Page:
Usually when you hear about some wealthy businessman spending an ungodly sum on a boat, it's for a luxury yacht for the owner and his friends on which to hang out/possibly use to buy drugs offshore. But Christopher Catrambone and his wife Regina decided to put their luxury boat money towards a different kind of seafaring vessel, after a voyage on their own private yacht showed them firsthand the risks run by refugees fleeing the Middle East across the Mediterranean Sea in order to get to Europe.
That firsthand knowledge came in the form of a floating life jacket, which Chris and Regina learned belonged to a drowned refugee – only one of an estimated 3,500 to drown in an attempt to cross the Mediterranean. In order to try to get that number as low as they can, the Catrambone's sank $8 million (maybe we shouldn't use the word "sank") into a 40-meter rescue craft, which includes two drone cameras and a crew of 20 people.
It's called the Phoenix, and it will sail between Libya and Italy, under the auspices of the Migrant Offshore Aid Station, to find marooned or wrecked sailors along that treacherous route.
The Phoenix is said to be the first totally civilian craft to use its sophisticated technology for saving lives at sea, and hopefully it will inspire a trend among other rich industrialists to follow. There's certainly a strong feeling of satisfaction in it for Christopher and Regina Catrambone, who are reported to have rescued 271 people on the ship's first voyage alone, a number that included more than 100 women and children. Since then, more than 3,000 lives have been saved by the Phoenix in just about 60 days of operation. If figures like this continue to hold strong, the $8 million other businessmen spend on yachts and pleasure cruises will probably start to seem a little bit hollow. As for why official government channels don't patrol these waters for wrecked migrants more carefully, one theory holds that it would be politically risky to be seen as endorsing or encouraging individuals to make the trip – a consideration that the Catrambones just don't have to worry about, one way or the other.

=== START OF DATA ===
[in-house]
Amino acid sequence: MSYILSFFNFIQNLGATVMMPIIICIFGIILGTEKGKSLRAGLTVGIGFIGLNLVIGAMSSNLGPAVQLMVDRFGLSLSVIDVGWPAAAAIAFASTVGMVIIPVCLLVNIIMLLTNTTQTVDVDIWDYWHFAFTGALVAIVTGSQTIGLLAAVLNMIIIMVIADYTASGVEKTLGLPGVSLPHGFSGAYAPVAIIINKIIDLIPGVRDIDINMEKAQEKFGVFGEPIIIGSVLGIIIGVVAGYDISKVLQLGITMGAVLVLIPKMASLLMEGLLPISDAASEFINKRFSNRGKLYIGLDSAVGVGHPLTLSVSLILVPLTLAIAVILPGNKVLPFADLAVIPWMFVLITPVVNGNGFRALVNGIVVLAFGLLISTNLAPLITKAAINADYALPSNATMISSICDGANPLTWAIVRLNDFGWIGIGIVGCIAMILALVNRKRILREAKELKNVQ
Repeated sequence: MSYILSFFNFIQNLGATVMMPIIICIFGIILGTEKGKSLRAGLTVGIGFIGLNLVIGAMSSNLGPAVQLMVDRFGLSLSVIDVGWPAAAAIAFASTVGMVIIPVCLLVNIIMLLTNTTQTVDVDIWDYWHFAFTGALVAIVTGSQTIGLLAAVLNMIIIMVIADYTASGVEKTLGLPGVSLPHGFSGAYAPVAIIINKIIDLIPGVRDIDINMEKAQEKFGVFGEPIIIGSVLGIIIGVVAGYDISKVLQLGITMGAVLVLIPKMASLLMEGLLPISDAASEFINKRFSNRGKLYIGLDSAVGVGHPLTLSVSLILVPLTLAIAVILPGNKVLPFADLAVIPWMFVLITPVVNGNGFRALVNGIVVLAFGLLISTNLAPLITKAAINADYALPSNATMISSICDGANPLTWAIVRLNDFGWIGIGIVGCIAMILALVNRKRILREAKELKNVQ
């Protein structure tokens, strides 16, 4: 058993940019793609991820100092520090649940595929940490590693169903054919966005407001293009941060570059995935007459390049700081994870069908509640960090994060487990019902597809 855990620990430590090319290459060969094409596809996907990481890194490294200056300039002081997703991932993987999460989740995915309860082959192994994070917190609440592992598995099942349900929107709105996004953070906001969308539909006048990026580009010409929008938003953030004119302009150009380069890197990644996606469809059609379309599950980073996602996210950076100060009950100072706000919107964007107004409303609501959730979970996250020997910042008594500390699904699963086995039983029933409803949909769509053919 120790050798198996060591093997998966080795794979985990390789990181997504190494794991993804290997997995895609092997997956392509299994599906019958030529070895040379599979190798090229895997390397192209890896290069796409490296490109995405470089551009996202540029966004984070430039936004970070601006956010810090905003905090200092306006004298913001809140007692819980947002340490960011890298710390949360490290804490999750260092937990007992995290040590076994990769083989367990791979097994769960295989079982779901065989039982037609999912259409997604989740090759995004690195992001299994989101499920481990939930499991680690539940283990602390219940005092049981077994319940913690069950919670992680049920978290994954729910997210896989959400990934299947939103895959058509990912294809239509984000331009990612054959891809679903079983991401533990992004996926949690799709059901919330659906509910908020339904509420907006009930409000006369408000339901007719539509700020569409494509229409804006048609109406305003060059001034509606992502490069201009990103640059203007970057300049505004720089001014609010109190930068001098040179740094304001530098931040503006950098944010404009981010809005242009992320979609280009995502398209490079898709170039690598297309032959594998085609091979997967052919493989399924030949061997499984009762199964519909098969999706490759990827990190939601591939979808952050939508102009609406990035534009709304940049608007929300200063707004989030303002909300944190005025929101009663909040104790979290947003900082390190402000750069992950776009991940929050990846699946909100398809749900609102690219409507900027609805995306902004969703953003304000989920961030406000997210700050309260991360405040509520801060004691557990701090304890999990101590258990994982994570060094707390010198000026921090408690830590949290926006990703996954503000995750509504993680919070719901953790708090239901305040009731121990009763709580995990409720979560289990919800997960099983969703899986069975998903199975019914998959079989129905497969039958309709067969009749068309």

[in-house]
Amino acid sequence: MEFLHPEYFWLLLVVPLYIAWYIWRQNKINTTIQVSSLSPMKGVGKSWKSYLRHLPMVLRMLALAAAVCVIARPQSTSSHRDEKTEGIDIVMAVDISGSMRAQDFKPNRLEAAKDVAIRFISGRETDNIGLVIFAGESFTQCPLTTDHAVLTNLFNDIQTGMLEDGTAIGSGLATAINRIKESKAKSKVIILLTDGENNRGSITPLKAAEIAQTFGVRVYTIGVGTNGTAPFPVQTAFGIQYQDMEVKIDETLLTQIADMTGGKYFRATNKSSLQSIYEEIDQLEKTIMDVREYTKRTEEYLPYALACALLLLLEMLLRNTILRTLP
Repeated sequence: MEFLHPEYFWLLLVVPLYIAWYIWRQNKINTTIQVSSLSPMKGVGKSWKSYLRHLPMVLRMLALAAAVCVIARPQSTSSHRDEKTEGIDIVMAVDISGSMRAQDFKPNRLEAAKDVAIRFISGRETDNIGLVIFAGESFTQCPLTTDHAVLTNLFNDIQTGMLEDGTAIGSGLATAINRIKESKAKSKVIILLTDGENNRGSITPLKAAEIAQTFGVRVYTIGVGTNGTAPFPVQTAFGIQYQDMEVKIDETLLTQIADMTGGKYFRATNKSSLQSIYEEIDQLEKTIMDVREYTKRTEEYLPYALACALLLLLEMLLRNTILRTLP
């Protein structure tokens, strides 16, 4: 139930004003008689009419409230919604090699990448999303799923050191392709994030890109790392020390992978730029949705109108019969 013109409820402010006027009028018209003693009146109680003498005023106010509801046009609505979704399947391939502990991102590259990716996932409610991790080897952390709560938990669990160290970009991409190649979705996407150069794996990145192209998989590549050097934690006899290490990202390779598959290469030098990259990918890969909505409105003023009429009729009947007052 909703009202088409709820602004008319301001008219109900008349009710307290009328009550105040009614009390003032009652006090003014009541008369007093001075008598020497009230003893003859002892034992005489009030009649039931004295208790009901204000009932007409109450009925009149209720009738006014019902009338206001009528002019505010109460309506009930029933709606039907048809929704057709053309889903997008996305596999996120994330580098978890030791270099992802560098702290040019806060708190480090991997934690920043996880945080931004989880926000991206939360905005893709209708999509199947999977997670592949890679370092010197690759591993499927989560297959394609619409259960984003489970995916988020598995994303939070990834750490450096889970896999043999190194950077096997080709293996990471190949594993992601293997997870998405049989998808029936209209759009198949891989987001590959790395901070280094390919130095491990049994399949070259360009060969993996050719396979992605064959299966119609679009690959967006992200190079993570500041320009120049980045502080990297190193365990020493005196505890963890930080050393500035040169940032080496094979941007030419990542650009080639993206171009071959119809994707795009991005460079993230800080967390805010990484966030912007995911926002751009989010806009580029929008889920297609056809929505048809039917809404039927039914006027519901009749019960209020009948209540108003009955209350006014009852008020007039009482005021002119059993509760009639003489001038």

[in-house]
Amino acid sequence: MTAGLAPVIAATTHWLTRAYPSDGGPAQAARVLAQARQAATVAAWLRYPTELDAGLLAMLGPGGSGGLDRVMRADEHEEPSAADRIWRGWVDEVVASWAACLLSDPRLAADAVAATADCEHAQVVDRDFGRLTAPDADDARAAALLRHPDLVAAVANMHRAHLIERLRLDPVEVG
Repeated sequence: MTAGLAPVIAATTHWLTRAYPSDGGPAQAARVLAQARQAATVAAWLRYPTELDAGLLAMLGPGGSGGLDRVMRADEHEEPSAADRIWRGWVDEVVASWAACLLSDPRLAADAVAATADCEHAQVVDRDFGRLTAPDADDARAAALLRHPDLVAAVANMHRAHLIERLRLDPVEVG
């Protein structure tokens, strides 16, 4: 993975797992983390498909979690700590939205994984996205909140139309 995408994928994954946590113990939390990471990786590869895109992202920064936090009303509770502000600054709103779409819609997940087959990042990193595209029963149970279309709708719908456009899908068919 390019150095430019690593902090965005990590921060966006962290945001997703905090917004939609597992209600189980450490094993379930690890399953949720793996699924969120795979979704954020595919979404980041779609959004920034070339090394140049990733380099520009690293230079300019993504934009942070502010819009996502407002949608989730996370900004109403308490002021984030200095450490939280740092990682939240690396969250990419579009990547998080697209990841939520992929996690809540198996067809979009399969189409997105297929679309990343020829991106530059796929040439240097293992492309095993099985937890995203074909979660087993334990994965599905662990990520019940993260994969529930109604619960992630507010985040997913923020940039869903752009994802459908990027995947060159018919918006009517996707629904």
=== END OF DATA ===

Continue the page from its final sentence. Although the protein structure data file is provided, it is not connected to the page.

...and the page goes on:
Once on board the Phoenix, rescued refugees are taken care of with blankets, food, and water, the latter being especially important in a lost-at-sea situation, and they also have access to medical attention on board the ship if need be. So it's a good thing that Christopher and Regina Catrambone have no plans to stop now, with the Phoenix having recently embarked on another series of search and rescue missions this month, and will hopefully continue to save a lot more lives as the months go on.